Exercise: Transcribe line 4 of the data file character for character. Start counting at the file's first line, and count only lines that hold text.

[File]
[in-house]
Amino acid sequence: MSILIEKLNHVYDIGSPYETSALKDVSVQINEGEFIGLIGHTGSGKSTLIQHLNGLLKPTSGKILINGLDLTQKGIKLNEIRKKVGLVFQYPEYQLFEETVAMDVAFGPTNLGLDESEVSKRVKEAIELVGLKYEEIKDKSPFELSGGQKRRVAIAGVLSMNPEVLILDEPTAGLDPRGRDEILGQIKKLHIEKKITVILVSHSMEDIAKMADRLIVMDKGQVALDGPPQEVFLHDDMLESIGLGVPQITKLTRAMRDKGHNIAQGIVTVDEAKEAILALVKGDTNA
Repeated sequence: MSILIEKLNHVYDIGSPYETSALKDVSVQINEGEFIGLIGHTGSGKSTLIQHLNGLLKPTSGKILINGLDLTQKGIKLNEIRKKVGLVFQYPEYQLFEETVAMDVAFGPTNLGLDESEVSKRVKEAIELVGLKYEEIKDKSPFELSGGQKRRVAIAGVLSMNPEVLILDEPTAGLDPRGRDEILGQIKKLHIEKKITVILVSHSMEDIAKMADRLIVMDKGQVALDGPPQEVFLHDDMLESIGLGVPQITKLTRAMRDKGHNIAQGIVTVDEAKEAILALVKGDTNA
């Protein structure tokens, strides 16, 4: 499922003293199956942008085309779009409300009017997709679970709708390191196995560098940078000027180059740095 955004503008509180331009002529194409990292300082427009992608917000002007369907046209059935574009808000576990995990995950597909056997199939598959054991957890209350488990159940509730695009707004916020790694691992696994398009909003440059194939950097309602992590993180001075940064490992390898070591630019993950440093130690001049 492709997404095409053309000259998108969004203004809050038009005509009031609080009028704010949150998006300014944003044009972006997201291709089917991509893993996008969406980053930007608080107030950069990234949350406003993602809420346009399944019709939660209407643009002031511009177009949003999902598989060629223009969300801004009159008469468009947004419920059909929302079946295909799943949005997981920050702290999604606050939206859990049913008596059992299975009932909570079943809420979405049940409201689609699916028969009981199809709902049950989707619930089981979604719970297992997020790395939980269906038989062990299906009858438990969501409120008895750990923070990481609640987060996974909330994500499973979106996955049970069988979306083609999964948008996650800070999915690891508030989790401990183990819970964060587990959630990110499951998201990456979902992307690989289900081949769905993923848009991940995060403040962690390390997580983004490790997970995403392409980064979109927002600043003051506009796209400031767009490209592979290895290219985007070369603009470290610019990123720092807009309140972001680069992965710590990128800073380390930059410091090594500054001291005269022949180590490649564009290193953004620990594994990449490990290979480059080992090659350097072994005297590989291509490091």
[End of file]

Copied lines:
């Protein structure tokens, strides 16, 4: 499922003293199956942008085309779009409300009017997709679970709708390191196995560098940078000027180059740095 955004503008509180331009002529194409990292300082427009992608917000002007369907046209059935574009808000576990995990995950597909056997199939598959054991957890209350488990159940509730695009707004916020790694691992696994398009909003440059194939950097309602992590993180001075940064490992390898070591630019993950440093130690001049 492709997404095409053309000259998108969004203004809050038009005509009031609080009028704010949150998006300014944003044009972006997201291709089917991509893993996008969406980053930007608080107030950069990234949350406003993602809420346009399944019709939660209407643009002031511009177009949003999902598989060629223009969300801004009159008469468009947004419920059909929302079946295909799943949005997981920050702290999604606050939206859990049913008596059992299975009932909570079943809420979405049940409201689609699916028969009981199809709902049950989707619930089981979604719970297992997020790395939980269906038989062990299906009858438990969501409120008895750990923070990481609640987060996974909330994500499973979106996955049970069988979306083609999964948008996650800070999915690891508030989790401990183990819970964060587990959630990110499951998201990456979902992307690989289900081949769905993923848009991940995060403040962690390390997580983004490790997970995403392409980064979109927002600043003051506009796209400031767009490209592979290895290219985007070369603009470290610019990123720092807009309140972001680069992965710590990128800073380390930059410091090594500054001291005269022949180590490649564009290193953004620990594994990449490990290979480059080992090659350097072994005297590989291509490091």